Perhaps the most recognizable single name in Scottish biotech is Roslin.
BigDNA is located in the Roslin Biocentre in Roslin, a few kilometers outside of Edinburgh proper. Sheep Dolly, Polly, and Molly were cloned at the Roslin Institute, which moved to a new 500-researcher capacity building this year. The Roslin Foundation is a charity associated with the Roslin Institute and the University of Edinburgh.
Among other endeavors, the Roslin Foundation owns Roslin Cells, the mission of which is to supply undifferentiated stem cell lines for use in therapy, and to facilitate development of stem cell therapies.
It’s important that clinical-grade cells be procured, isolated, manipulated, and stored in ways that researchers and regulators are confident that they’re fit to be put into patients. Roslin Cells is very much about quality control; it assures that consent and procurement of the initial tissue is correct and well documented, and it writes everything down. “There are standard operating procedures for everything we do,” says CEO Aidan Courtney.
Once tissue is procured, Roslin Cells isolates the cells of interest and establishes a population of cells or a cell line that could be the starting material for a therapy.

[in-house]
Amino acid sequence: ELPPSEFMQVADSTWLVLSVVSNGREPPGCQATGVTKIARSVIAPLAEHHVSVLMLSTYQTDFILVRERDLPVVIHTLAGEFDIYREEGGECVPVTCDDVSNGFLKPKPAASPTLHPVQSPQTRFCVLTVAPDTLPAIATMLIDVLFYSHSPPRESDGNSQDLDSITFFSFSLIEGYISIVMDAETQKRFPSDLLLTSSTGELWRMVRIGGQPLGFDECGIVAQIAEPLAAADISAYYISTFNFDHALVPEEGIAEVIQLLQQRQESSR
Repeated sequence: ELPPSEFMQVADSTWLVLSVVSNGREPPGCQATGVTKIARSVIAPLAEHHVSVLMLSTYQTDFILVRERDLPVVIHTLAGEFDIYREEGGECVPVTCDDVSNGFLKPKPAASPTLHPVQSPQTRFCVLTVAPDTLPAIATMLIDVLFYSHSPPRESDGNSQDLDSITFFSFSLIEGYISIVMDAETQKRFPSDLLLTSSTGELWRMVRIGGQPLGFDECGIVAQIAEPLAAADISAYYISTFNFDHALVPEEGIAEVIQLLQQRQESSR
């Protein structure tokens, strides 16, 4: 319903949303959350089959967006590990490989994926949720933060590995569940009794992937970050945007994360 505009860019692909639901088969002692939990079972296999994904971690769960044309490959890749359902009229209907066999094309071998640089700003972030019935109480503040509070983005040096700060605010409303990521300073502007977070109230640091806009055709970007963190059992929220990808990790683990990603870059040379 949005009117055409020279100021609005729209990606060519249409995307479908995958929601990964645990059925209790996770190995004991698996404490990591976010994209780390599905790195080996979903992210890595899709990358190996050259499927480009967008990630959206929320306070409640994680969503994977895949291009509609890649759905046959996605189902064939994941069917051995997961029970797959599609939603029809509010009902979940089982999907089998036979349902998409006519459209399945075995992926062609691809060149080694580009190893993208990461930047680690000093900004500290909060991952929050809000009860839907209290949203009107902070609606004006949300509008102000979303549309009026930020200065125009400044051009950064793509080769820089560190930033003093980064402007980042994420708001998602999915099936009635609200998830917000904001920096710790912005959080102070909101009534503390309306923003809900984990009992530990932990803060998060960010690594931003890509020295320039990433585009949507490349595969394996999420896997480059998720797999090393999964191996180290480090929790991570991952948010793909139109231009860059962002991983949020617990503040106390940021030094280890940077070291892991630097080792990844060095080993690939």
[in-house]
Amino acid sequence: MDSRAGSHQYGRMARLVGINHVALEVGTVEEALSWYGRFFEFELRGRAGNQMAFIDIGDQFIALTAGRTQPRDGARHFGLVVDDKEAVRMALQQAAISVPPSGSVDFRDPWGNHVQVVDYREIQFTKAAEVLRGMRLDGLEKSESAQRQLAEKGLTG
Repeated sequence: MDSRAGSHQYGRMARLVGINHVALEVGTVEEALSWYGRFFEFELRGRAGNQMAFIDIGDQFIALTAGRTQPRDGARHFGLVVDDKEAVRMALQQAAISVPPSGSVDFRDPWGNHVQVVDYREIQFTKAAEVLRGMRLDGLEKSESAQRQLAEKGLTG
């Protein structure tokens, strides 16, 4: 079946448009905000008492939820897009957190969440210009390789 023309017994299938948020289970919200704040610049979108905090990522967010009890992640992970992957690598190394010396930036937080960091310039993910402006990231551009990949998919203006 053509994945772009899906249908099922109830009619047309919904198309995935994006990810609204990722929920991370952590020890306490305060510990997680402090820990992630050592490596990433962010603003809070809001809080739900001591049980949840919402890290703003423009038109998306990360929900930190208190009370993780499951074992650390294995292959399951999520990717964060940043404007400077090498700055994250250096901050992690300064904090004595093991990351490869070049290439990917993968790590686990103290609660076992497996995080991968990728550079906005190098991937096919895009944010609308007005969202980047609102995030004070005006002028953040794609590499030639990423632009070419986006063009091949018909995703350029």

Courtney makes no pretenses about doing the kind of ground-breaking work that gets reported in high-impact journals. Rather, Roslin Cells’ core competence is the ability to work with academics with an expertise in differentiating cells to a particular lineage—liver or endothelial cells, for example—to reduce theory down to a robust, solid, industrial process. “We’ve got a major GMP cell-processing facility that is embedded in European regulations.”
Later this year Roslin Cells will move its operations to the Scottish Center for Regenerative Medicine, where it will operate seven cleanrooms.